One of the most critical themes of a customer education strategy is convenience. You need to be able to deliver your customers the information they need when they need so that you can help them make better decisions. One of the hottest developments in user experience is the use of chatbots. These bots are typically built using a no-code platform and can act as an interface to connect your users to any information they may be looking for. 

If you are feeling innovative enough to experiment with such technologies, consider creating bot to some of your most frequently asked questions around cybersecurity and the tools and services they use everyday. With some extra effort, you can even connect these bots to Microsoft Teams, Slack, Discord, or wherever your customers collaborate on a daily basis. 

Make fun online quizzes 

People love to be challenged. So much so, that the word “challenge” has now become synonymous with viral internet content. Leverage this behavior and people’s needs to test themselves and each other by creating fun and entertaining quizzes about different cybersecurity topics. There are several platforms available (such as TypeForm & SurveyMonkey) that will allow you to create these quizzes for free with a simple drag and drop builder. 

The key to making an engaging quiz is to make it unique. Rather than prodding your audience on boring “definitions”, put a more entertaining twist on it. Consider more light-hearted concepts such as “which of these is not a name for ransomware?” In this example, you could make up a funny name for fake ransomware strains and hide them among groups of real and more commonly known ones, asking your audience to select the imposter in each group. This will both educate and entertain, which is exactly what you want to achieve with an online quiz.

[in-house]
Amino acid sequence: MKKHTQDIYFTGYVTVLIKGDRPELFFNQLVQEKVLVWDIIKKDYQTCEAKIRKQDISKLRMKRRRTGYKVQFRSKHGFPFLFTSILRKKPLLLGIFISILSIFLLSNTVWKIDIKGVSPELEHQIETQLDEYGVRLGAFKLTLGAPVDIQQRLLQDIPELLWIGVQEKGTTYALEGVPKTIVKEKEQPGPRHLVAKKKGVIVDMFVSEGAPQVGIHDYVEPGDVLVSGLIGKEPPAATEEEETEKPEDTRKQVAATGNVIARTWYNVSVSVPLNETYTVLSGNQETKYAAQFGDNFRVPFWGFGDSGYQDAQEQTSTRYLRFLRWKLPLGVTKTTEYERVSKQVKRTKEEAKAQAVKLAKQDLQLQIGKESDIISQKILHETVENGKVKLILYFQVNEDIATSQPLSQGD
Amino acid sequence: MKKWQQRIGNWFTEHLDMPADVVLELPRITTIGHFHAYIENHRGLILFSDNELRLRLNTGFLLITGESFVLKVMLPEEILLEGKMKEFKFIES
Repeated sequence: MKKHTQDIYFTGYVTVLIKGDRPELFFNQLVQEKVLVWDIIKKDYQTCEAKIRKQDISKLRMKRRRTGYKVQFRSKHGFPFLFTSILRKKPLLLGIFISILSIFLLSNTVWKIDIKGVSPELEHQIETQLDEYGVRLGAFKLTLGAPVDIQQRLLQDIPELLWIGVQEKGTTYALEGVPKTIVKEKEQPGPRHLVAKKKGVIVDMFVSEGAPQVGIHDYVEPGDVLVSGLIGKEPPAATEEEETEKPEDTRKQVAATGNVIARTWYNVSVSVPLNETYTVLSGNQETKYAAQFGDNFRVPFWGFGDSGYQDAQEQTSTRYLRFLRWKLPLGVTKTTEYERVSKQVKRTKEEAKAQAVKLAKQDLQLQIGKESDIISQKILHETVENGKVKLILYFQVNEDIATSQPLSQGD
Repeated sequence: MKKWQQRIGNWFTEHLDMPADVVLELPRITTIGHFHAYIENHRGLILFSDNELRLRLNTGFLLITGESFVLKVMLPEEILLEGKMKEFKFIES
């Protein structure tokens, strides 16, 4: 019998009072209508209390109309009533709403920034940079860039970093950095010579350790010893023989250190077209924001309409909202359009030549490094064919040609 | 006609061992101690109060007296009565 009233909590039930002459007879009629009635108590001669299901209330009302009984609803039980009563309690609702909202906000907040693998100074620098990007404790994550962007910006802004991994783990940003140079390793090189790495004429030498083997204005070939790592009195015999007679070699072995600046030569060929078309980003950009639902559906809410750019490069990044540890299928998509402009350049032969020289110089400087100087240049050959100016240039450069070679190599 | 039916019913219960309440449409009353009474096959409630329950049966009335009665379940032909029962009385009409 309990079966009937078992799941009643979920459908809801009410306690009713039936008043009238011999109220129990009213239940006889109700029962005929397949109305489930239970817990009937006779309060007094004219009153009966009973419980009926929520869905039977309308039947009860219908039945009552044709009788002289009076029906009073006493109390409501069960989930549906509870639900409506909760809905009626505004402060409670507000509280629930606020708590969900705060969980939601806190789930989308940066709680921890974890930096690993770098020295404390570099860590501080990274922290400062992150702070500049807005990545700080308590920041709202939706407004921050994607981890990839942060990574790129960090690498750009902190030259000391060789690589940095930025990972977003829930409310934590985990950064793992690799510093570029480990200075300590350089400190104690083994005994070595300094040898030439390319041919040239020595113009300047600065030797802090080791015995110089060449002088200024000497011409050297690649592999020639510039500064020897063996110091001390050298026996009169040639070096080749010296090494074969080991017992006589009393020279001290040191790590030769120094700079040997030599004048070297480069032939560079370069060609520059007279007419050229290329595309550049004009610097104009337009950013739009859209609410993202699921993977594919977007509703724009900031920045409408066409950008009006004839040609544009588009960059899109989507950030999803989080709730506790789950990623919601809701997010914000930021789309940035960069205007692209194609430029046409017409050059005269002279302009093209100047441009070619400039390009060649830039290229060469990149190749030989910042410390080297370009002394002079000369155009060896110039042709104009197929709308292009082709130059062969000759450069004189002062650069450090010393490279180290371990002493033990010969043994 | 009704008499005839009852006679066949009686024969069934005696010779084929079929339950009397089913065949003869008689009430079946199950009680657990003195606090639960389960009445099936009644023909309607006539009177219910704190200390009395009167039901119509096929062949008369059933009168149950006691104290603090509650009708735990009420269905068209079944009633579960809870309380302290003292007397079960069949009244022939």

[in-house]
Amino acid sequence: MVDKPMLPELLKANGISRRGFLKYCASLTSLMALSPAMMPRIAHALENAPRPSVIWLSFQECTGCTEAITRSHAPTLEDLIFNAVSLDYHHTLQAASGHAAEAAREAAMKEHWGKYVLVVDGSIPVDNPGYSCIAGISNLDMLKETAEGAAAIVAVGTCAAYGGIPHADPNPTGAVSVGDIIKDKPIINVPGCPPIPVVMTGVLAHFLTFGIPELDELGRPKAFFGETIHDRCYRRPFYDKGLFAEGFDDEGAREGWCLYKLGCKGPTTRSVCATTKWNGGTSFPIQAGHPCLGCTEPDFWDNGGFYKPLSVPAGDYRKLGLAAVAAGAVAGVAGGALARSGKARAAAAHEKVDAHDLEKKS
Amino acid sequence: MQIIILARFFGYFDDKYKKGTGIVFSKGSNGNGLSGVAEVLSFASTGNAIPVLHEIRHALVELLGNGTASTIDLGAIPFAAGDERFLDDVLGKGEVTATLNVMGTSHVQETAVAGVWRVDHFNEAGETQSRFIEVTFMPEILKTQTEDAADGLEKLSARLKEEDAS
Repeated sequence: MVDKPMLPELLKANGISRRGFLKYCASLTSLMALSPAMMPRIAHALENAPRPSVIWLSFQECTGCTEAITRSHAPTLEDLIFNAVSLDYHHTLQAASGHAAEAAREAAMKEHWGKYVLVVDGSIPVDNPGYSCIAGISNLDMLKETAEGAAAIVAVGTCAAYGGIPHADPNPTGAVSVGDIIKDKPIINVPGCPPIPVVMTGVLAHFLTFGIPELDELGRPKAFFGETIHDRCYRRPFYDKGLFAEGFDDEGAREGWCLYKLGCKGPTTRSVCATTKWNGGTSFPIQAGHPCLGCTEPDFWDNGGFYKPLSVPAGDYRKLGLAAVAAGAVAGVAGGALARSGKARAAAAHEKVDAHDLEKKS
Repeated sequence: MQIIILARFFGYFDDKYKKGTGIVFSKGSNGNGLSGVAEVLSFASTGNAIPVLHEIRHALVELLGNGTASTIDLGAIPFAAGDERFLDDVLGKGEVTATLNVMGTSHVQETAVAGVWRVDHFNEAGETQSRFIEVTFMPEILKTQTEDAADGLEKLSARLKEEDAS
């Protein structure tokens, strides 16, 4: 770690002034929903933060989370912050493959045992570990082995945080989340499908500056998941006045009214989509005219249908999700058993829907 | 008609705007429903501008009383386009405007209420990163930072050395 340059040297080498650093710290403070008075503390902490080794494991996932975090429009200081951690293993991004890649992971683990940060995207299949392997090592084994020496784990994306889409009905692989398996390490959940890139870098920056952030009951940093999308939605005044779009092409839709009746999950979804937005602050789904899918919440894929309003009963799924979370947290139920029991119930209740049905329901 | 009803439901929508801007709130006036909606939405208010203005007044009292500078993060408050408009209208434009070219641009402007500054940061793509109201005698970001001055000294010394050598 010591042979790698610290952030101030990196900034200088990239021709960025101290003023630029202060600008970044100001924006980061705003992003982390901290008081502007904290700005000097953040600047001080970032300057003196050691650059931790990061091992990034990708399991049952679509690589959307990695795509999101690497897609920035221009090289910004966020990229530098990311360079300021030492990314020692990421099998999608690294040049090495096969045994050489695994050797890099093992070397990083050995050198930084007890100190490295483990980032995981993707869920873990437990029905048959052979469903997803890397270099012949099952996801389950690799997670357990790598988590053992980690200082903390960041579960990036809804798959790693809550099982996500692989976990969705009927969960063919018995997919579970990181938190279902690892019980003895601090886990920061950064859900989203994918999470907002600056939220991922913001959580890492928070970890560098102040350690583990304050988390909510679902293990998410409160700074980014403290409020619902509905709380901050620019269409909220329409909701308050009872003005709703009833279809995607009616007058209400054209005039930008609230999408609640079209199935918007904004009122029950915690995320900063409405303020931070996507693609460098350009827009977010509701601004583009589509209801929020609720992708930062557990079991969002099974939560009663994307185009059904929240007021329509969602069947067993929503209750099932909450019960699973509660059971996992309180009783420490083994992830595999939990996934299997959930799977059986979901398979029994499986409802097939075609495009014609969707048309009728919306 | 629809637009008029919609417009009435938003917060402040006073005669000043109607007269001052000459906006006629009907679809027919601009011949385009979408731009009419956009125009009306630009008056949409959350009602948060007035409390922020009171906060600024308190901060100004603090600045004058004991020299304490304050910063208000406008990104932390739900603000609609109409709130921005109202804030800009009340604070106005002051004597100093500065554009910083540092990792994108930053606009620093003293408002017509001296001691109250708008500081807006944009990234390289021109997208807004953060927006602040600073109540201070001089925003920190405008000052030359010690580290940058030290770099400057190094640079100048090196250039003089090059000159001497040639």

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Summarize major news topics

We have all learned a valuable lesson recently about the power of global cybersecurity headlines and their ability to sow seeds of doubt into SMBs. While this attention has really prioritized security in a way the industry has never seen, it has also led to a lot of reactive decision-making that may not have been necessary. A perfect example of this is the many stories of MSPs almost losing customers simply because of their use of certain tools that have been involved in large scale hacks. 

The best thing MSPs can learn from this is that they need to be proactive in controlling the narrative. When new headlines surface that grab the attention of your customers, don’t leave it up to interpretation. Instead, use your platform to explain what happened, how it affects your customers, and what they should do about in as few (simple) words as possible 

Send a transparency report

Anyone who has ever sold cybersecurity products and services has dealt with a prospect or customer that has a false sense of security. Oftentimes they believe that just because something has never happened to them in the past that this luck will continue on into the future. This is what makes most companies vulnerable and slows their adoption of security best practices until they ultimately experience a security event first-hand. 

One way to mitigate this across your customer base is to send out a routine transparency report. Let your customers know what threats you and/or your SOC have been mitigating on the front lines and what they can learn from this experience. Not only will this help educate them on the frequency and severity of threats, but it will also help them realize how active your company is in responding to them.

Watch as Author Kevin Clune and VIPRE’s Jason Norton go “beyond the blog” to discuss the importance of education in the technology sales process.